Solids Lifting Overflows
SLOs or Solids Lifting Overflows are a wonderful resource for aquaponic and hydroponic growers, aquaculturalists and anyone with a koi pond. A SLO combines the benefits of an overflow (setting a constant water height) with the benefits of pulling water off of the bottom of the tank, pond, or reservoir (removing settled solids).
An overflow is very simple- imagine a beaver dam across a stream.
The water fills the area behind the dam and eventually runs over the top of the dam. The height of the dam sets the height of the water behind it.
This is very useful for the beaver because he needs a pond with a relatively constant height to survive. The drawback to this arrangement is that solids that flow down the stream are captured behind the dam, eventually filling in the pond until it is muddy and shallow. These solids also consume a lot of oxygen as they decay, making life tough for aquatic organisms that need lots of dissolved oxygen.
The same thing happens in hydroponic catchments, sumps, aquaponic and aquaculture fish tanks and ponds. Unless water is pulled from the bottom of the reservoir, where all of the heavy solids are collecting, the system can get fouled in a hurry.
The Solution: SLOs
Enter the Solids Lifting Overflow. The SLO typically consists of two pipes- a drain/overflow pipe and a casing or solids lifting pipe, or one pipe that water flows up, and one pipe that water flow down to drain.
There are many different ways to arrange these pipes to get the same effect, but fundamentally all SLOs operate on the same principle. In my system, I have a large outer pipe that forms the solids lifting pipe, and an inner pipe that is the overflow pipe.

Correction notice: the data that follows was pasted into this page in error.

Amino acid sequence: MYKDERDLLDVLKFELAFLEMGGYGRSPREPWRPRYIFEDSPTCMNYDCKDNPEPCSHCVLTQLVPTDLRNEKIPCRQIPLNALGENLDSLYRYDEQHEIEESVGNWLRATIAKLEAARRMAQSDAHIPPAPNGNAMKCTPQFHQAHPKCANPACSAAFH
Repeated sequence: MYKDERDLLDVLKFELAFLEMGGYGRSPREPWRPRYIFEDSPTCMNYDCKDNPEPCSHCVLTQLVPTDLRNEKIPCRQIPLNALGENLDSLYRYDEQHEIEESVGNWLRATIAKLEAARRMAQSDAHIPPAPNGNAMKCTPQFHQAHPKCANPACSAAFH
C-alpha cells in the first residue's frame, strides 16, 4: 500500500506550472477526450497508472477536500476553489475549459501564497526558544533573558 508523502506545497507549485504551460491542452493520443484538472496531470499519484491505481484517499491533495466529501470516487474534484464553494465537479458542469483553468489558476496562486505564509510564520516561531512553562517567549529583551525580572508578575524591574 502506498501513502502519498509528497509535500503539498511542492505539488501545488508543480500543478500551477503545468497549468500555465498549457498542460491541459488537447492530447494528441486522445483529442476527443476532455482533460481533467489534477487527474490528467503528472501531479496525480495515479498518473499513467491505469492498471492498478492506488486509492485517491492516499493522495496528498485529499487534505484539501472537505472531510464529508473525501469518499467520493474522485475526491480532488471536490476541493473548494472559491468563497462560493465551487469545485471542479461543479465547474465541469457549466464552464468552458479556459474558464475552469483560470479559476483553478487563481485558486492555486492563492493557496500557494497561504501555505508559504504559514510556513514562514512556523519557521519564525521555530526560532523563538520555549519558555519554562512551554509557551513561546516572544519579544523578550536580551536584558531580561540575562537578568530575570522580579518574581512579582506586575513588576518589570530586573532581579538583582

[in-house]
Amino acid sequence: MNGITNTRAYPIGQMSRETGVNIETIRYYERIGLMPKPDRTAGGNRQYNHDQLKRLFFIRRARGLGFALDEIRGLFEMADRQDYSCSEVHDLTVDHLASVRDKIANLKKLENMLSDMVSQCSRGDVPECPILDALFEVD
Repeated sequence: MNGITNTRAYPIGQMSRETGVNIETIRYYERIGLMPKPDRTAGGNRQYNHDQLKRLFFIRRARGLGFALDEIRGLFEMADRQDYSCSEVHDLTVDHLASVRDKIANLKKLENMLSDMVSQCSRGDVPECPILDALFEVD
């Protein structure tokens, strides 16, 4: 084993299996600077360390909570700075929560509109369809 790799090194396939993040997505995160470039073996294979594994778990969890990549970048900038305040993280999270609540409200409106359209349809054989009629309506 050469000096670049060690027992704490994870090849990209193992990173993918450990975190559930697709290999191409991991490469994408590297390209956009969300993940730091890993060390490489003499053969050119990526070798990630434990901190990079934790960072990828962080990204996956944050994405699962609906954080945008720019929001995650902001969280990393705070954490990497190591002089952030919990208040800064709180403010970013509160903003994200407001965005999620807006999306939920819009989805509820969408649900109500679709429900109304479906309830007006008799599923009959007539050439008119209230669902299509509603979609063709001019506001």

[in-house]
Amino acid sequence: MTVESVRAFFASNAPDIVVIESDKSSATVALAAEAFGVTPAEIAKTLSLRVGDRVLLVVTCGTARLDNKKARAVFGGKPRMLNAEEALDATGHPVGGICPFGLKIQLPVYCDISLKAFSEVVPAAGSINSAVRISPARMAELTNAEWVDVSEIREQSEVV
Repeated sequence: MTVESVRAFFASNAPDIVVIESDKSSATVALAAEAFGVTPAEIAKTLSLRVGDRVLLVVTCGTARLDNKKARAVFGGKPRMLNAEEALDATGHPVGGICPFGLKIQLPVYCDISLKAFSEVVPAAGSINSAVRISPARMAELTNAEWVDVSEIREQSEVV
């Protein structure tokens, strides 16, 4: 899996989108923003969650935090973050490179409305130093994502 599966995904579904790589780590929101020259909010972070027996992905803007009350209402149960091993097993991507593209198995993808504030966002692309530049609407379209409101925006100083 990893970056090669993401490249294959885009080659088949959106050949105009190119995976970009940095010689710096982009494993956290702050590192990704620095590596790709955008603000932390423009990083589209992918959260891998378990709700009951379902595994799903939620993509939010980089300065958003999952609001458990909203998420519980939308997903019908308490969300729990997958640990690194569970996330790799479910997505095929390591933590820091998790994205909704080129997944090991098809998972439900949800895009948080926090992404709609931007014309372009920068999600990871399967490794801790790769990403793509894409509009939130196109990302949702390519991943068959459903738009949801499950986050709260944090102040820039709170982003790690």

The Overflow Pipe
The overflow pipe is on the inside of my casing in my SLOs. This pipe drains down, directly into my drainage system. Because it is sealed into my drainage system at the bottom, this pipe sets the water level in my tanks. Unless there is a hole somewhere else in my tank, the water in my tanks can only drain to the top of my overflow pipe. This is a great failsafe measure for any aquaponic or aquaculture practitioner who doesn’t want to come home to a tank full of dead fish left high and dry.
The overflow pipe alone can set our tank water level, but pulls the water from the top of the tank, leaving the solids to collect on the bottom. So, in order to create a SLO from a simple overflow, we must install another pipe to feed the overflow pipe that pulls from the bottom of the tank. In my system, I do this by simply casing the overflow pipe with a larger pipe.
The Solids Lifting Pipe
The solids lifting pipe is open to the atmosphere at the top so as not to form a siphon with the overflow pipe. If it’s not open to the atmosphere at the top, a siphon will form and can completely drain the tank- defeating the purpose of installing an SLO.
In my system, this is a 4 inch PVC pipe that fits around my overflow pipe and rises around 4-5 inches higher than the top of the overflow pipe. This difference in height forces the water to pull from the bottom of the tank to reach the top of the overflow pipe.
The solids lifting pipe has screened openings at the bottom so that water can flow from the bottom of the tank into the bottom of the solids lifting pipe and up the inside to the top of the overflow pipe.
In this way, my tank volume is set, while solids are lifted from the bottom of the tank. The best of both worlds.
There are many different configurations for SLOs, each with an appropriate application. In it’s simplest form, it is a simple overflow and solids lifting (casing type) pipe, that allows water to drain directly into the sump below. In others it is a pipe U extending through the tank wall, with a Tee substituted for one of the elbows (open to the air to prevent siphoning), draining to the sump.
SLOs can be a great tool to anyone operating a sump based system. If you’re interested, check out our videos on drainage and consider installing one in your system. For sump-based systems they’re guaranteed to increase your system health and reduce the chances of a tank draining catastrophe.